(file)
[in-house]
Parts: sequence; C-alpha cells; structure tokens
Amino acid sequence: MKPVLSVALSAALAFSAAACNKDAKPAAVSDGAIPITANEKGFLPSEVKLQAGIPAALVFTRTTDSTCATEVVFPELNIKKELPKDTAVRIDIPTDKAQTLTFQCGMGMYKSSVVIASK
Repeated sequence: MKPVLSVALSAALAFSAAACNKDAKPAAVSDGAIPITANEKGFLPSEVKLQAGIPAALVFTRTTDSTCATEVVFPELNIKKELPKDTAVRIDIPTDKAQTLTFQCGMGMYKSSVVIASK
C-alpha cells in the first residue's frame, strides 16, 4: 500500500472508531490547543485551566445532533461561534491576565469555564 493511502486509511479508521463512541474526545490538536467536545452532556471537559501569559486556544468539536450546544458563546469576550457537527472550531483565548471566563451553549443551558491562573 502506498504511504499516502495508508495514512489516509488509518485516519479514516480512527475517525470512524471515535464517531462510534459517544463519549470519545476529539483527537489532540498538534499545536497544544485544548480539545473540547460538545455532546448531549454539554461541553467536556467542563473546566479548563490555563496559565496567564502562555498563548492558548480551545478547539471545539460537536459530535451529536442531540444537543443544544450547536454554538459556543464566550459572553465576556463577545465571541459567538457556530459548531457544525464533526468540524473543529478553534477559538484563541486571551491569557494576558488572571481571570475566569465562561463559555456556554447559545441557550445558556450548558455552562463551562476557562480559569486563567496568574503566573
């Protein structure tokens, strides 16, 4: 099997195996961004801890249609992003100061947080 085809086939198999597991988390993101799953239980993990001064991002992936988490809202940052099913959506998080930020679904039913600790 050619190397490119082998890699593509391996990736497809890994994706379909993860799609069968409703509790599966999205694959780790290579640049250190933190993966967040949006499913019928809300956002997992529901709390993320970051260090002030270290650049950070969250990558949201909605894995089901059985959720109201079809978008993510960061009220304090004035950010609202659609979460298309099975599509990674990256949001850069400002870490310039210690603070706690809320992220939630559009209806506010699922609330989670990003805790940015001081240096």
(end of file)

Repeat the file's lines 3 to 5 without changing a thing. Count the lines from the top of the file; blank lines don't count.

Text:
Amino acid sequence: MKPVLSVALSAALAFSAAACNKDAKPAAVSDGAIPITANEKGFLPSEVKLQAGIPAALVFTRTTDSTCATEVVFPELNIKKELPKDTAVRIDIPTDKAQTLTFQCGMGMYKSSVVIASK
Repeated sequence: MKPVLSVALSAALAFSAAACNKDAKPAAVSDGAIPITANEKGFLPSEVKLQAGIPAALVFTRTTDSTCATEVVFPELNIKKELPKDTAVRIDIPTDKAQTLTFQCGMGMYKSSVVIASK
C-alpha cells in the first residue's frame, strides 16, 4: 500500500472508531490547543485551566445532533461561534491576565469555564 493511502486509511479508521463512541474526545490538536467536545452532556471537559501569559486556544468539536450546544458563546469576550457537527472550531483565548471566563451553549443551558491562573 502506498504511504499516502495508508495514512489516509488509518485516519479514516480512527475517525470512524471515535464517531462510534459517544463519549470519545476529539483527537489532540498538534499545536497544544485544548480539545473540547460538545455532546448531549454539554461541553467536556467542563473546566479548563490555563496559565496567564502562555498563548492558548480551545478547539471545539460537536459530535451529536442531540444537543443544544450547536454554538459556543464566550459572553465576556463577545465571541459567538457556530459548531457544525464533526468540524473543529478553534477559538484563541486571551491569557494576558488572571481571570475566569465562561463559555456556554447559545441557550445558556450548558455552562463551562476557562480559569486563567496568574503566573